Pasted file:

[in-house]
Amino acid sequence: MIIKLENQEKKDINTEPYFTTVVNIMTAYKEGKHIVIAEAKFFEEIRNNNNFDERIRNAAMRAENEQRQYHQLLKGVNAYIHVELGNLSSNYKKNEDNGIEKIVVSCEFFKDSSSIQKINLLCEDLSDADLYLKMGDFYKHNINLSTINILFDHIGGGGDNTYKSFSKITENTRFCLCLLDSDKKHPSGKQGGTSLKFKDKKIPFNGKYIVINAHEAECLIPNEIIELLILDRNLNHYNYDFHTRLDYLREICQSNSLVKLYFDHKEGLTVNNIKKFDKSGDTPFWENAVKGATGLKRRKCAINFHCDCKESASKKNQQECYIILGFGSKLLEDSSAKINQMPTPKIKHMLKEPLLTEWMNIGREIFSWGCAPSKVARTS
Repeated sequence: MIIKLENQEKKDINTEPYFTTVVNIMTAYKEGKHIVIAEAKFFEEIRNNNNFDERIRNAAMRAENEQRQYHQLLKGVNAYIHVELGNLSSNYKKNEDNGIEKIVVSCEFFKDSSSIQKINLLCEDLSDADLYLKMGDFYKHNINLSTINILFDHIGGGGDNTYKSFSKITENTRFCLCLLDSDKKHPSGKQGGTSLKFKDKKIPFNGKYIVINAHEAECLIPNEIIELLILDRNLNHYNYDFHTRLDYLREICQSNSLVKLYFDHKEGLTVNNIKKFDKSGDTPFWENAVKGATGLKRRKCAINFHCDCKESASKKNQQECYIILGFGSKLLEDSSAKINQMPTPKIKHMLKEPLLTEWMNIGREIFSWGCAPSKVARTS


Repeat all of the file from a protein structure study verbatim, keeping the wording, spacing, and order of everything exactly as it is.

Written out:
[in-house]
Amino acid sequence: MIIKLENQEKKDINTEPYFTTVVNIMTAYKEGKHIVIAEAKFFEEIRNNNNFDERIRNAAMRAENEQRQYHQLLKGVNAYIHVELGNLSSNYKKNEDNGIEKIVVSCEFFKDSSSIQKINLLCEDLSDADLYLKMGDFYKHNINLSTINILFDHIGGGGDNTYKSFSKITENTRFCLCLLDSDKKHPSGKQGGTSLKFKDKKIPFNGKYIVINAHEAECLIPNEIIELLILDRNLNHYNYDFHTRLDYLREICQSNSLVKLYFDHKEGLTVNNIKKFDKSGDTPFWENAVKGATGLKRRKCAINFHCDCKESASKKNQQECYIILGFGSKLLEDSSAKINQMPTPKIKHMLKEPLLTEWMNIGREIFSWGCAPSKVARTS
Repeated sequence: MIIKLENQEKKDINTEPYFTTVVNIMTAYKEGKHIVIAEAKFFEEIRNNNNFDERIRNAAMRAENEQRQYHQLLKGVNAYIHVELGNLSSNYKKNEDNGIEKIVVSCEFFKDSSSIQKINLLCEDLSDADLYLKMGDFYKHNINLSTINILFDHIGGGGDNTYKSFSKITENTRFCLCLLDSDKKHPSGKQGGTSLKFKDKKIPFNGKYIVINAHEAECLIPNEIIELLILDRNLNHYNYDFHTRLDYLREICQSNSLVKLYFDHKEGLTVNNIKKFDKSGDTPFWENAVKGATGLKRRKCAINFHCDCKESASKKNQQECYIILGFGSKLLEDSSAKINQMPTPKIKHMLKEPLLTEWMNIGREIFSWGCAPSKVARTS